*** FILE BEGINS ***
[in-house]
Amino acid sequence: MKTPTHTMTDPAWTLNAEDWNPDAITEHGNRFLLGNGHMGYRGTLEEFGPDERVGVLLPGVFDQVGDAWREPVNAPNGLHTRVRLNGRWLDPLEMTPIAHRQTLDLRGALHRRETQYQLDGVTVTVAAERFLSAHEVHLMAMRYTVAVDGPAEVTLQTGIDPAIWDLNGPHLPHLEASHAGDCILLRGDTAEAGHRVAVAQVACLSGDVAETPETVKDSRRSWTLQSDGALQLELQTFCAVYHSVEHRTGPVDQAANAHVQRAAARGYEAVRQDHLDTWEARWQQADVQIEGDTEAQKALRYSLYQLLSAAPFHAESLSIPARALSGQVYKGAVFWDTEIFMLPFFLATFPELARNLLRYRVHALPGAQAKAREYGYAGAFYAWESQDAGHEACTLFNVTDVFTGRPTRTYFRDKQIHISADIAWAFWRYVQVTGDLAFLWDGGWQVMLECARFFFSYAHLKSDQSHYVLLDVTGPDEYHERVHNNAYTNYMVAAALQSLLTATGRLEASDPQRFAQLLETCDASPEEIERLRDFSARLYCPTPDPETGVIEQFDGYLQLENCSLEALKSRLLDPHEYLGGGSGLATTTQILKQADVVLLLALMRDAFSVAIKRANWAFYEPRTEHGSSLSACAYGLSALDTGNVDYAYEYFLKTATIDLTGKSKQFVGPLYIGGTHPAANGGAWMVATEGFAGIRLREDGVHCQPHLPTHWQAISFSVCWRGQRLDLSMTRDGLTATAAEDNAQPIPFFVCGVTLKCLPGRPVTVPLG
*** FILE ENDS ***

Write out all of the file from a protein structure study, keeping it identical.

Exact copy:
[in-house]
Amino acid sequence: MKTPTHTMTDPAWTLNAEDWNPDAITEHGNRFLLGNGHMGYRGTLEEFGPDERVGVLLPGVFDQVGDAWREPVNAPNGLHTRVRLNGRWLDPLEMTPIAHRQTLDLRGALHRRETQYQLDGVTVTVAAERFLSAHEVHLMAMRYTVAVDGPAEVTLQTGIDPAIWDLNGPHLPHLEASHAGDCILLRGDTAEAGHRVAVAQVACLSGDVAETPETVKDSRRSWTLQSDGALQLELQTFCAVYHSVEHRTGPVDQAANAHVQRAAARGYEAVRQDHLDTWEARWQQADVQIEGDTEAQKALRYSLYQLLSAAPFHAESLSIPARALSGQVYKGAVFWDTEIFMLPFFLATFPELARNLLRYRVHALPGAQAKAREYGYAGAFYAWESQDAGHEACTLFNVTDVFTGRPTRTYFRDKQIHISADIAWAFWRYVQVTGDLAFLWDGGWQVMLECARFFFSYAHLKSDQSHYVLLDVTGPDEYHERVHNNAYTNYMVAAALQSLLTATGRLEASDPQRFAQLLETCDASPEEIERLRDFSARLYCPTPDPETGVIEQFDGYLQLENCSLEALKSRLLDPHEYLGGGSGLATTTQILKQADVVLLLALMRDAFSVAIKRANWAFYEPRTEHGSSLSACAYGLSALDTGNVDYAYEYFLKTATIDLTGKSKQFVGPLYIGGTHPAANGGAWMVATEGFAGIRLREDGVHCQPHLPTHWQAISFSVCWRGQRLDLSMTRDGLTATAAEDNAQPIPFFVCGVTLKCLPGRPVTVPLG